A peppermint candy day

Today is the first Friday since the New Year that I’ve felt back to my usual positive and healthy self.  I volunteer at the gym and am planning to work out afterwards for the first time in about a month.  The temperature fell to freezing last night.  I bundled up this morning and as soon as I left the house, I gulped in deep, refreshing lungfuls of peppermint candy air.  Still wintry, but there are subtle hints of Spring here and there.

Peppermint (3)

Winter heather flowers of Erica carnea



A finch in a lattice of branches surveys his territory.

Peppermint (4)


Hazel catkins, Corylus avellana

Last Autumn’s leaves and Spring’s new growth trapped in a frozen seep remind me that we are in the betweentime.

Peppermint (5)

I love that my return to health is coinciding with the arrival of a new season.  Some of my creative ideas which have been steeping and slumbering are beginning to stir too!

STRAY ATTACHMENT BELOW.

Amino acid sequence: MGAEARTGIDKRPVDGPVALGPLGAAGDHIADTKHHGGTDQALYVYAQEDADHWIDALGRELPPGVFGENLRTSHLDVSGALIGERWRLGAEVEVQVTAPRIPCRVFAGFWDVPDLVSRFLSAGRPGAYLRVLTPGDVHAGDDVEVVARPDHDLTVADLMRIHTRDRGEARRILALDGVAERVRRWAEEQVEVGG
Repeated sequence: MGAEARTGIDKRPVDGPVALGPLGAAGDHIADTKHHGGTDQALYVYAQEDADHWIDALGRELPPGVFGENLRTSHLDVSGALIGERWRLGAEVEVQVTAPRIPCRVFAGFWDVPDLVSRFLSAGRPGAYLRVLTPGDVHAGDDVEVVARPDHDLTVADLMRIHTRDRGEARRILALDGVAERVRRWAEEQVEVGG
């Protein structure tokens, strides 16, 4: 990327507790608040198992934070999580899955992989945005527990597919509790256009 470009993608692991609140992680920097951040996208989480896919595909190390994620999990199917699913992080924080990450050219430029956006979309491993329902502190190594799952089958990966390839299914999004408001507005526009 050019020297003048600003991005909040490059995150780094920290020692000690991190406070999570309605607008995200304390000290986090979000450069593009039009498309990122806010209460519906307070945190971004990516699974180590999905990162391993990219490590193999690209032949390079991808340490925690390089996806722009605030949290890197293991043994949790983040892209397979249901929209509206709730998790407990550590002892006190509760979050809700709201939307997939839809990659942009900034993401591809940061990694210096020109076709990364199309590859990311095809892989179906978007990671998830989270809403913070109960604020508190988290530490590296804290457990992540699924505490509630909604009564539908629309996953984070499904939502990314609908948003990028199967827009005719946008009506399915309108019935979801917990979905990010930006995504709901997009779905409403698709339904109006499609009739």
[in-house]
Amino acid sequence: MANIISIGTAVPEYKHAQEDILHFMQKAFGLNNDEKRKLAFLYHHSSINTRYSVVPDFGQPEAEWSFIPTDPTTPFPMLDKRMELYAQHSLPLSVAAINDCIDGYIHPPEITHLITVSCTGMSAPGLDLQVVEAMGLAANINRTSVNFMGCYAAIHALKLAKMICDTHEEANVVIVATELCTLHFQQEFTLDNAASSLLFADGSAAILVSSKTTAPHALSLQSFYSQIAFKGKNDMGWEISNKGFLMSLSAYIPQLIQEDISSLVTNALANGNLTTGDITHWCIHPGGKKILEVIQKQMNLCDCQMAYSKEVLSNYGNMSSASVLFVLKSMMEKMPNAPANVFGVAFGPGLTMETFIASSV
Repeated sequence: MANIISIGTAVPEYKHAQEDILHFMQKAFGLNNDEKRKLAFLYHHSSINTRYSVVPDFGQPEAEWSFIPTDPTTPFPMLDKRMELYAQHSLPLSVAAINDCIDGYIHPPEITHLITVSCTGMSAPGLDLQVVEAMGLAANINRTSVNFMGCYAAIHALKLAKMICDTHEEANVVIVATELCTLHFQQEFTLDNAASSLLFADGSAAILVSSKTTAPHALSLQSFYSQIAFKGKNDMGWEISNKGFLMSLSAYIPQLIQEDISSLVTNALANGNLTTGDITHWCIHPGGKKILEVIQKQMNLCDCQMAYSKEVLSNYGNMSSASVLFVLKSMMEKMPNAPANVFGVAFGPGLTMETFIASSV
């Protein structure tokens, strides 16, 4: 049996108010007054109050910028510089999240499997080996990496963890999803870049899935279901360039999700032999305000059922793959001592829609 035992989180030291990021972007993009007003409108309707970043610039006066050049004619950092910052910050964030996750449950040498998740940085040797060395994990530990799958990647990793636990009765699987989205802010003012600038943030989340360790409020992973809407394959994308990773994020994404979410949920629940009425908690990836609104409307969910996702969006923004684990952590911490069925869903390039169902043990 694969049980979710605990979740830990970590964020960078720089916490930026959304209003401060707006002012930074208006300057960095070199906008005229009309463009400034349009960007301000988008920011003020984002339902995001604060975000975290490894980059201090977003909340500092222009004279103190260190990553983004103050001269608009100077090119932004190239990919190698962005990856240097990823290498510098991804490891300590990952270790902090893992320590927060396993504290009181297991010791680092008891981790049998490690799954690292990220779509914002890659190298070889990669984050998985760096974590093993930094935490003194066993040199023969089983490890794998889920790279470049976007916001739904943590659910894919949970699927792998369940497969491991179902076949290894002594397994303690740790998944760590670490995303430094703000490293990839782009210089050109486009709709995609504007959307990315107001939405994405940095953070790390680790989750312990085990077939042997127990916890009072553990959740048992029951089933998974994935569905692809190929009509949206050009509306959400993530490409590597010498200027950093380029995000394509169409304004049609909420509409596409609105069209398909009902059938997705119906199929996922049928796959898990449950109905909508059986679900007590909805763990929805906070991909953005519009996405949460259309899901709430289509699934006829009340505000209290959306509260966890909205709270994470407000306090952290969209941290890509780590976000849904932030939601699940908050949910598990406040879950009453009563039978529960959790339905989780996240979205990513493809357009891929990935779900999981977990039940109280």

These juicy plants growing in a crack of a stone wall caught my eye.


The round, green leaves are a succulent called ‘navelwort’, Umbilicus rupestris.  Both of these names come from the round shape of the leaves, which have a navel-like depression in the center.

I’m always interested in etymology.

Sanskrit nabhila “navel, nave, relationship;” Avestan nafa “navel,” naba-nazdishta “next of kin.”
“Navel” words from other roots include Greek bembix, literally “whirlpool.” Old Church Slavonic papuku, Lithuanian pumpuras are originally “bud.”

The navel has been considered a feminine sexual center since ancient times, and still in parts of the Middle East, India, and Japan.  Of course the umbilical cord connects us to our mother throughout gestation and birth.


At every point in the turning of the year, I feel that I’ve come full circle.  Now is the time of new beginnings, the stirring in the belly.

Source-  Online Etymological Dictioary ::  Joyous Feminine


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